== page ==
A QROPS Jurisdiction is the country where a pension fund is located, and therefore the tax laws, and other laws, which would affect the scheme’s governance. The QROPS Jurisdiction should be a secure jurisdiction, have strong investor principles similar to the UK and should offer significant improvement in investment and benefit options available. Our experts will advise on the best jurisdiction for you. A jurisdiction such as the Isle of Man, Gibraltar, Malta or Switzerland would be optimal, as they offer tax efficiency and flexibility.
A Qualifying Non-UK Pension Scheme (QNUPS) is an overseas pension scheme in which cash and assets that have tax relief abroad can be contributed. QNUPS regulations were introduced by UK HM Revenue & Customs (HMRC) in 2010 to provide significant opportunities for British Domiciles, irrespective of whether they are resident in the UK or are expatriates. British citizens can now use QNUPS as a financial planning tool, and avoid the restrictions that are applicable to other UK pension plans. In the appropriate circumstances huge Inheritance Tax (IHT) exemptions and savings can be made from this scheme, especially if you are a high net worth individual and are incurring massive amounts of tax on your assets.
QNUPS can offer some great benefits, especially with regards to drawing funds from your wealth in a tax-efficient manner. For individuals who have insufficient capital within their existing pension scheme to provide them with a comfortable level of income in retirement, QNUPS offers an opportunity to top-up on the overall amount of assets that need to be set aside for a comfortable retirement.
The key points of a Qualifying Non-UK Pension Scheme:
- Depending on your circumstances, it may be possible to contribute to a QNUPS after you have retired.
- The pension fund can be used by the member during his lifetime and any remaining balance can be passed on to their chosen heirs upon the member’s death.
- To make a contribution to the scheme you need not have any earned income from employment.
- There is no maximum contribution that can be made into a QNUPS as there is no tax relief on contributions made.
- QNUPS contributions should be appropriate to your circumstances.
- The funds held within the QNUPS grow tax-free with the exception of non-reclaimable withholding tax on UK dividends or rental income arising from UK property.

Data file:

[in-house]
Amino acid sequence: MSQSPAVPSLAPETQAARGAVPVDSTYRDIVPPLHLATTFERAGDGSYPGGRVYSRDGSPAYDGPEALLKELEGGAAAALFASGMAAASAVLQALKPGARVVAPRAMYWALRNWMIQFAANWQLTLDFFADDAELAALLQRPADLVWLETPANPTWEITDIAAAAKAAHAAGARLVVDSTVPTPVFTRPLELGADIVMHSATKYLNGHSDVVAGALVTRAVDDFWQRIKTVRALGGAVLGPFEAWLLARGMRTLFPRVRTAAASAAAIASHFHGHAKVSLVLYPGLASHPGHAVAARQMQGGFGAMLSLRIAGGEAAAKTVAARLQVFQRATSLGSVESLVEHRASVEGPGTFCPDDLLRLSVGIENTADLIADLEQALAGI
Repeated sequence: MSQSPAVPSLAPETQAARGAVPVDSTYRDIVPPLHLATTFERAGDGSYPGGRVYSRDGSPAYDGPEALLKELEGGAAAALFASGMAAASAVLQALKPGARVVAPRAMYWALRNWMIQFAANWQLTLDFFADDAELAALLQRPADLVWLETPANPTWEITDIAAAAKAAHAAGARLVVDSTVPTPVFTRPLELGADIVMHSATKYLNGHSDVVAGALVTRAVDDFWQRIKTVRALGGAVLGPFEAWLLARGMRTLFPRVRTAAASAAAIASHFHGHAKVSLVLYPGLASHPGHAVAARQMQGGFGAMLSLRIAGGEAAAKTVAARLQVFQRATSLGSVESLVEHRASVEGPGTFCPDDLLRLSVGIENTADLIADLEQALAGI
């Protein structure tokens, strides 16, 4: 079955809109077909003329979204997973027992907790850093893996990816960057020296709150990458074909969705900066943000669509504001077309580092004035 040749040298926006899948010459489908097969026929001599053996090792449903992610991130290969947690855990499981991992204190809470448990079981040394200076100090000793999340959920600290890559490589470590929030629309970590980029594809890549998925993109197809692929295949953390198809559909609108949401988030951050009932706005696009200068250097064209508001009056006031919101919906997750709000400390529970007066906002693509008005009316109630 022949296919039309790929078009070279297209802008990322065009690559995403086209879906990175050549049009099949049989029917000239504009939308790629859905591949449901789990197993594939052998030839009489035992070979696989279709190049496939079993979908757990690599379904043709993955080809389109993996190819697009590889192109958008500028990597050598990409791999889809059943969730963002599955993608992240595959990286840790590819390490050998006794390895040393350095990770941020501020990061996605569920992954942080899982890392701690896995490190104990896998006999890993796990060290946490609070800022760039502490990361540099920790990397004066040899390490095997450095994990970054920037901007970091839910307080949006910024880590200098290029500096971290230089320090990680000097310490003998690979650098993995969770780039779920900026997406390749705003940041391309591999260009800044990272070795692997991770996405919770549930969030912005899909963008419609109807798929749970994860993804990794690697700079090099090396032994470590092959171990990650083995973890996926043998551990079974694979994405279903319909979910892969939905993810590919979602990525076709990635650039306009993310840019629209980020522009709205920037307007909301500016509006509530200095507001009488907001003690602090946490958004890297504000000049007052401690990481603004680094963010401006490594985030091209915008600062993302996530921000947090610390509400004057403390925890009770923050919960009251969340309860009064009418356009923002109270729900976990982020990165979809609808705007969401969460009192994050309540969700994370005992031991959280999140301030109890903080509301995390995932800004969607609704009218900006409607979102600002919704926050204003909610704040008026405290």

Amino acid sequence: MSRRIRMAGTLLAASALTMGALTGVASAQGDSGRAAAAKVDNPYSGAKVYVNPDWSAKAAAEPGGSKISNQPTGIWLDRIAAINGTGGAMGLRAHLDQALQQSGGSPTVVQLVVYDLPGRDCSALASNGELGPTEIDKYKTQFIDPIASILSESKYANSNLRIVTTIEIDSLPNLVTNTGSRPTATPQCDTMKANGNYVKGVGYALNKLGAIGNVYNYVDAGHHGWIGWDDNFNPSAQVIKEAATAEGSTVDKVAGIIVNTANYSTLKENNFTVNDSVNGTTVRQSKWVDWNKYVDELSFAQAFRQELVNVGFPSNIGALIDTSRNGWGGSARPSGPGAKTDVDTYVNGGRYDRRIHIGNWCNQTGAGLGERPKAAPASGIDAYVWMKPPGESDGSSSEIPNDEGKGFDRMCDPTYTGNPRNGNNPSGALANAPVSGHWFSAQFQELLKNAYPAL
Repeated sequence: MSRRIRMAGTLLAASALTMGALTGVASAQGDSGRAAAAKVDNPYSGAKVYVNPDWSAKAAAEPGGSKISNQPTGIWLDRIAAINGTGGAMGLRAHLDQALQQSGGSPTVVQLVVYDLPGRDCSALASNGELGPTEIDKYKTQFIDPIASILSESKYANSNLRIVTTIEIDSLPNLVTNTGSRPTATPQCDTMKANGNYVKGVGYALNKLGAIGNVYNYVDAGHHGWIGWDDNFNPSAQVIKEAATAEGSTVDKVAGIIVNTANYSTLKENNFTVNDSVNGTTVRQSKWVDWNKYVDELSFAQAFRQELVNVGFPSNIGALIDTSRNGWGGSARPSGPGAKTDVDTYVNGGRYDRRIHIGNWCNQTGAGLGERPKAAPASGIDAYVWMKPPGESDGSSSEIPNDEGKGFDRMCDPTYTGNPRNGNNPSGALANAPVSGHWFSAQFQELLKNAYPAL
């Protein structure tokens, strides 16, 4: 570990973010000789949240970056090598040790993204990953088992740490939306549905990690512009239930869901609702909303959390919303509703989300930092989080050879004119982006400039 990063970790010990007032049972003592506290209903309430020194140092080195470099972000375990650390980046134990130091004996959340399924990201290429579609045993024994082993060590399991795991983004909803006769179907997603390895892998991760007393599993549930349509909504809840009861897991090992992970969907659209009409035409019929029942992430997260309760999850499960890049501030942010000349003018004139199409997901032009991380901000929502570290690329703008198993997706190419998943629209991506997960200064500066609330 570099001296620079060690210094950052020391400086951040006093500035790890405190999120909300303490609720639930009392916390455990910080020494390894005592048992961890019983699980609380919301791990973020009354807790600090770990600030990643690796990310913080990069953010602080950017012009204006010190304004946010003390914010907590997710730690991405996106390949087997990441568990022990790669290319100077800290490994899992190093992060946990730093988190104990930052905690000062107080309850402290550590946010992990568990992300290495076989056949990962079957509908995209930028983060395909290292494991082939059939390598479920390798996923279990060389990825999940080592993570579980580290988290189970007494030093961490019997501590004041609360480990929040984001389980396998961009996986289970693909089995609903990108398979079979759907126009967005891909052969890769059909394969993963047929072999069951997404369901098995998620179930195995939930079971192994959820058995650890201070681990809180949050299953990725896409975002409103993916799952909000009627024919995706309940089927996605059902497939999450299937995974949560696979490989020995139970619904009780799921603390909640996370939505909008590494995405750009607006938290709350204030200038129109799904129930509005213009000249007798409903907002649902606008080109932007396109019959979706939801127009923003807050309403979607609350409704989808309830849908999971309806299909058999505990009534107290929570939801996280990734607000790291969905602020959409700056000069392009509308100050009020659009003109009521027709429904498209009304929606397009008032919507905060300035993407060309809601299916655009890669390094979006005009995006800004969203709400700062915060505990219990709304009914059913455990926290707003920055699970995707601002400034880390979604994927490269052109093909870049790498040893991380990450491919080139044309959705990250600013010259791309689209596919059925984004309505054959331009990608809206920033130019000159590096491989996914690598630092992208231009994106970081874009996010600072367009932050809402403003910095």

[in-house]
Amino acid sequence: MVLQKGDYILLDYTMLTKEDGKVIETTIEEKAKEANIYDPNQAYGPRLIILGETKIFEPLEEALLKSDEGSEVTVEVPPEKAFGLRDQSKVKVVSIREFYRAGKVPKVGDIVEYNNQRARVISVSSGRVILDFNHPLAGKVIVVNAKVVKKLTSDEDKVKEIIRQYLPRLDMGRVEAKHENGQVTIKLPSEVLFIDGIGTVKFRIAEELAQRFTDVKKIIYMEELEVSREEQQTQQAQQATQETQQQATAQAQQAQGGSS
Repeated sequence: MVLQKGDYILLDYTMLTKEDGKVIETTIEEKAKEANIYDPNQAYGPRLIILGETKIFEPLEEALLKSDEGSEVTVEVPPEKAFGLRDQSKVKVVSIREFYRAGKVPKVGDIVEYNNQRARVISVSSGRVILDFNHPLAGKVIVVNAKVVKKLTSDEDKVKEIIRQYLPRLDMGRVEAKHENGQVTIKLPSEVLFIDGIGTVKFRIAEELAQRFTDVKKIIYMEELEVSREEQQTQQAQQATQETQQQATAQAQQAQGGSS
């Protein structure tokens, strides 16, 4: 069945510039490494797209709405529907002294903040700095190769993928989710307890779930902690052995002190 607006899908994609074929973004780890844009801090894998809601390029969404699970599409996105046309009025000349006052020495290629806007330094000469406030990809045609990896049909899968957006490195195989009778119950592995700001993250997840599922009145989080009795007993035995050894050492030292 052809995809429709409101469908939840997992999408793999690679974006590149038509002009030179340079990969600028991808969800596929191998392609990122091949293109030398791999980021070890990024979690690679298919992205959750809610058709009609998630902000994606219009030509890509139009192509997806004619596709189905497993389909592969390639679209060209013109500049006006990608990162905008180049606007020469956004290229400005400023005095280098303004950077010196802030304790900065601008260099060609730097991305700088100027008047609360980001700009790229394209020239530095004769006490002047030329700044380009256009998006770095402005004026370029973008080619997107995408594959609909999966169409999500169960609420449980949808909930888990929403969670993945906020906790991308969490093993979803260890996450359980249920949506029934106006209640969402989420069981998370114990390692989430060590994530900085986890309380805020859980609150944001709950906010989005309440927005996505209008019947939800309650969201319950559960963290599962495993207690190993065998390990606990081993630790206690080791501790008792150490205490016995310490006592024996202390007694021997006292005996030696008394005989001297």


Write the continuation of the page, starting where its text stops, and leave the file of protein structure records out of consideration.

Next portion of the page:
What are the advantages offered by a QNUPS?
- QNUPS protect you and your heirs from IHT (Inheritance Tax). Otherwise you are liable to pay up to 40% tax on the assets you hold and this needs to be borne by your heirs after your death
- Tax efficient pension planning for wealthy individuals
- QNUPS generally grow free of Capital Gains Tax and other taxes
- QNUPS is not subject to UK Pension Sharing Orders on Divorce
- Much more tax efficient than owning assets personally
In order to access funds held within your QNUPS, if you are above 55 you are eligible to withdraw up to 30% of the overall value of your QNUPS as a non-taxable lump sum. Before age 55 you can withdraw this cash also usually tax-free as a loan.
On your death, the funds pass on to your heirs/beneficiaries and no inheritance tax is incurred. Also your heirs will be able to access their inheritance immediately instead of having to wait for the seven year qualification period to run out as is the case with other inheritance schemes.
Qualifying non-UK pension schemes (QNUPS) were created by the Inheritance Tax Regulations 2010, which came into force on 15 February 2010. However, it is only since the introduction of annual and lifetime allowances on pension contributions, which effectively limit the amount individuals can contribute to their pensions tax-free, that QNUPS have become an attractive form of ‘top-up’ retirement savings plan.
Currently, the maximum amount payable into a UK personal pension scheme on which tax relief is available is £50,000 annually, or a lifetime allowance of £1.5m. These allowances will be cut further after April 2014 to £40,000 and £1.25m respectively. While contributions to a UK scheme paid in excess of these allowances are unlimited, there is a tax charge on them, making additional contributions unattractive.